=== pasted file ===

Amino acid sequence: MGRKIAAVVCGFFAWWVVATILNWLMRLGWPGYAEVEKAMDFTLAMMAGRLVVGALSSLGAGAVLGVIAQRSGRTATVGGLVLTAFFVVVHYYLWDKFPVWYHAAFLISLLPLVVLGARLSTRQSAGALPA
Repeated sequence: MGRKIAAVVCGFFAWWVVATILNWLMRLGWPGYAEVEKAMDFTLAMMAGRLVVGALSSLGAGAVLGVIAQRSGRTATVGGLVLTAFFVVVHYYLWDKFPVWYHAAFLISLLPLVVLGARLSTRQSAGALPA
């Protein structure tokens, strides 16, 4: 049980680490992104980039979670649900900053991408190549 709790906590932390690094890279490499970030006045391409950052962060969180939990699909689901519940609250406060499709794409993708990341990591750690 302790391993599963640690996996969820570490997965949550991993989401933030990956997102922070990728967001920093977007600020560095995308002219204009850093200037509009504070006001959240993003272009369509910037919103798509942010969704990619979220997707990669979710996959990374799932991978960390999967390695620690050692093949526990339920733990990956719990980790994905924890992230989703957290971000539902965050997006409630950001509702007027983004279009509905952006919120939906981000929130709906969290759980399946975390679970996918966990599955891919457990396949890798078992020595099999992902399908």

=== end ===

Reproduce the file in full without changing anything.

Amino acid sequence: MGRKIAAVVCGFFAWWVVATILNWLMRLGWPGYAEVEKAMDFTLAMMAGRLVVGALSSLGAGAVLGVIAQRSGRTATVGGLVLTAFFVVVHYYLWDKFPVWYHAAFLISLLPLVVLGARLSTRQSAGALPA
Repeated sequence: MGRKIAAVVCGFFAWWVVATILNWLMRLGWPGYAEVEKAMDFTLAMMAGRLVVGALSSLGAGAVLGVIAQRSGRTATVGGLVLTAFFVVVHYYLWDKFPVWYHAAFLISLLPLVVLGARLSTRQSAGALPA
């Protein structure tokens, strides 16, 4: 049980680490992104980039979670649900900053991408190549 709790906590932390690094890279490499970030006045391409950052962060969180939990699909689901519940609250406060499709794409993708990341990591750690 302790391993599963640690996996969820570490997965949550991993989401933030990956997102922070990728967001920093977007600020560095995308002219204009850093200037509009504070006001959240993003272009369509910037919103798509942010969704990619979220997707990669979710996959990374799932991978960390999967390695620690050692093949526990339920733990990956719990980790994905924890992230989703957290971000539902965050997006409630950001509702007027983004279009509905952006919120939906981000929130709906969290759980399946975390679970996918966990599955891919457990396949890798078992020595099999992902399908």